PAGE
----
My personal recommendation is Xero, they pitch themselves as being beautiful accounting software designed for small businesses—and I agree with that. I also recommend FreshBooks for freelancers or anyone who regularly deals with invoices. I'd advise trialling a number of systems to see what resonates with you in terms of usability, technology, and experience. If you need some help getting started, I offer training sessions in using Xero.
I am a freelance content creator, in addition to being a 9 to 5 employee. What do I need to do to avoid any tax surprises at year-end?
If you have a 9 to 5, there will already be taxes automatically taken out of your pay check. As a freelancer, your taxes won't be automatically deducted—you'll need to do that manually.
Tax levels vary depending on your location, but 30% of your wage is a good base measure of how much to set aside—better to assume higher than be caught short. For every payment that you receive as a freelancer, let's say it's $500 this week and $2,500 the next, you want to put 30% of that sum aside to cover your tax payments.
I recommend setting the money aside in the spirit of "set it and forget it." If you have a separate tax savings account, which I recommend everyone does, then transfer the 30% immediately into that account and then you don't have to worry about it intermingling with the rest of your money.
How can I get the most out of my expenses when it comes to taxes?
The very first question you ask yourself is, "Is this a business-related expense?" If the expense is directly incurred as a result of the work that you do, it is eligible to be written off. For example, you can offset expenses related to research and development. As creatives, we draw inspiration from an endless number of places. Maybe research takes the form of going to a movie because you are creating a branding identity, or taking a trip to experience an area that influences your craft in some way.
Remember you need to be prepared to justify why each payment is an essential expense for your business—if the answer feels a little too far-fetched, be careful. For example, people often ask me whether they can write off a very expensive meal. My response is, "What are the justifications for that meal?" If you met a potential client for dinner in order to secure a big business opportunity, maybe that is eligible. If you treated your significant other to a classy dinner, the answer is probably not. You need to justify the direct impact of any expense that occurred on the work that you do.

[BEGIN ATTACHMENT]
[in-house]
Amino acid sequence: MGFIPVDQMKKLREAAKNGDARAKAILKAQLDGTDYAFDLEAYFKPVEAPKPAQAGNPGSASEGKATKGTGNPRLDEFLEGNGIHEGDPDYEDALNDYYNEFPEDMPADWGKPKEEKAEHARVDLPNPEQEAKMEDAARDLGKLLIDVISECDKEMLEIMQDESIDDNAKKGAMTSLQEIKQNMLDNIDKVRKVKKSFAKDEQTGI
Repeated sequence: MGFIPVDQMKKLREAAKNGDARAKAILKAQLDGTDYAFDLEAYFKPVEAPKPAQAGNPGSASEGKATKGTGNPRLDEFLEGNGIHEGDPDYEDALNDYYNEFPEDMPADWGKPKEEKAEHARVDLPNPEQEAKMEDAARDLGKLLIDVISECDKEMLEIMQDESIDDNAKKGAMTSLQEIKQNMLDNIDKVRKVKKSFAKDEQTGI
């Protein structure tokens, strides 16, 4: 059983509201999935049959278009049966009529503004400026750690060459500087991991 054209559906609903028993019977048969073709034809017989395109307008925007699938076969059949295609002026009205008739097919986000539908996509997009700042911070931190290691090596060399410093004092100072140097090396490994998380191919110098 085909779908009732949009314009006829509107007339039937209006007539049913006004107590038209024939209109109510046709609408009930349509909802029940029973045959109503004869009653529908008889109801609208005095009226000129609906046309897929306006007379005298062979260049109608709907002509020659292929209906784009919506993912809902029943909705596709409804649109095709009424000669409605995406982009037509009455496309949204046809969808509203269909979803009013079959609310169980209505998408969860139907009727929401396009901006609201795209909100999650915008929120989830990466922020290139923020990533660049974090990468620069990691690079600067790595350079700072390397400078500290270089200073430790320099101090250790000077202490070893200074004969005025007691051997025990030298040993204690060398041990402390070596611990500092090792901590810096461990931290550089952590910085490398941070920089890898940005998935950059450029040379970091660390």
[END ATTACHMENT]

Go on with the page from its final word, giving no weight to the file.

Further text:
Next, maintain good accounting hygiene. Build the habit of classifying your financial activity on a regular basis so that at the end of the tax year, or the end of any given month or quarter, you'll be able to pull your financial statements (income statements, balance sheets etc.) and take them directly to whoever is preparing your taxes. They will then use that information to prepare your tax submission for the year.
Finally, be discerning about who you work with for your tax preparation. Work with a professional who understands your industry and exactly what it is that you do. If you're working with somebody who doesn't understand your industry, you're doing yourself a disservice because they'll likely run more on the conservative side of tax write-offs.
Got more questions? Reach out to Claire via her website or on Instagram. Alternatively, tune into her podcast, Naked Finance, for a regular dose of easy-to-implement financial tips and tricks for creatives and small business owners.
Visualist regularly invites industry experts to answer the practical questions of our creative community. Brand messaging, financial management, legal contracts—you name it! Want to join our club and bag an invite to our next session? Sign up here.